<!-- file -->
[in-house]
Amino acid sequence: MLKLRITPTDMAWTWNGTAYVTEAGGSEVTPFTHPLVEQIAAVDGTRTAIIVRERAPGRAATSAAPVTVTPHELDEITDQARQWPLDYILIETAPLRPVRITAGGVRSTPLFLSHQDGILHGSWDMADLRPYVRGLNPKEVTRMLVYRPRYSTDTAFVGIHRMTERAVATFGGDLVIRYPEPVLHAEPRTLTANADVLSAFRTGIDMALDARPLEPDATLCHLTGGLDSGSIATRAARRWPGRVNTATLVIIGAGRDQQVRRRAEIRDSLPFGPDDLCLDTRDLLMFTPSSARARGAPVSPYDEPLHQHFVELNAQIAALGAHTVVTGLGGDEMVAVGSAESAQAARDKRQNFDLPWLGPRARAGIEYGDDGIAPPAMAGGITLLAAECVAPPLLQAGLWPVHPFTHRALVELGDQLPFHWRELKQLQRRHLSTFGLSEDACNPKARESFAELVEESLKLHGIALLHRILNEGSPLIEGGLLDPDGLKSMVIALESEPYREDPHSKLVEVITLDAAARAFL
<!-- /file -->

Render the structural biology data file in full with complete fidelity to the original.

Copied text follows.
[in-house]
Amino acid sequence: MLKLRITPTDMAWTWNGTAYVTEAGGSEVTPFTHPLVEQIAAVDGTRTAIIVRERAPGRAATSAAPVTVTPHELDEITDQARQWPLDYILIETAPLRPVRITAGGVRSTPLFLSHQDGILHGSWDMADLRPYVRGLNPKEVTRMLVYRPRYSTDTAFVGIHRMTERAVATFGGDLVIRYPEPVLHAEPRTLTANADVLSAFRTGIDMALDARPLEPDATLCHLTGGLDSGSIATRAARRWPGRVNTATLVIIGAGRDQQVRRRAEIRDSLPFGPDDLCLDTRDLLMFTPSSARARGAPVSPYDEPLHQHFVELNAQIAALGAHTVVTGLGGDEMVAVGSAESAQAARDKRQNFDLPWLGPRARAGIEYGDDGIAPPAMAGGITLLAAECVAPPLLQAGLWPVHPFTHRALVELGDQLPFHWRELKQLQRRHLSTFGLSEDACNPKARESFAELVEESLKLHGIALLHRILNEGSPLIEGGLLDPDGLKSMVIALESEPYREDPHSKLVEVITLDAAARAFL